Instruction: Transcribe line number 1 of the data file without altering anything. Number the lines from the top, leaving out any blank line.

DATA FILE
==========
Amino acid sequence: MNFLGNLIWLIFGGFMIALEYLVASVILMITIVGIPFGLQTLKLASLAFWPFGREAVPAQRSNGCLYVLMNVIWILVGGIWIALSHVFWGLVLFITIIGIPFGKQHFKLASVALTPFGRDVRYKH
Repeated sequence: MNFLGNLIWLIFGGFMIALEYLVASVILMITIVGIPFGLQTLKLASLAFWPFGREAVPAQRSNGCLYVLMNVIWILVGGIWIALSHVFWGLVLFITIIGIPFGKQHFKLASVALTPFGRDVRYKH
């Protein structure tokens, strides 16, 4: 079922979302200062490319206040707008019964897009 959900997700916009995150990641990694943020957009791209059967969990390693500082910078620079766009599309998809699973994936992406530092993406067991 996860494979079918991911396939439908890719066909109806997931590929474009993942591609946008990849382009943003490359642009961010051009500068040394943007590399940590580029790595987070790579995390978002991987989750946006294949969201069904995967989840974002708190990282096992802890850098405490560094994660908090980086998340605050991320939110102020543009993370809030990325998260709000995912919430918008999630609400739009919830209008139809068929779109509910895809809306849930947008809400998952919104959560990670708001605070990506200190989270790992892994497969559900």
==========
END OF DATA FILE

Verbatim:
Amino acid sequence: MNFLGNLIWLIFGGFMIALEYLVASVILMITIVGIPFGLQTLKLASLAFWPFGREAVPAQRSNGCLYVLMNVIWILVGGIWIALSHVFWGLVLFITIIGIPFGKQHFKLASVALTPFGRDVRYKH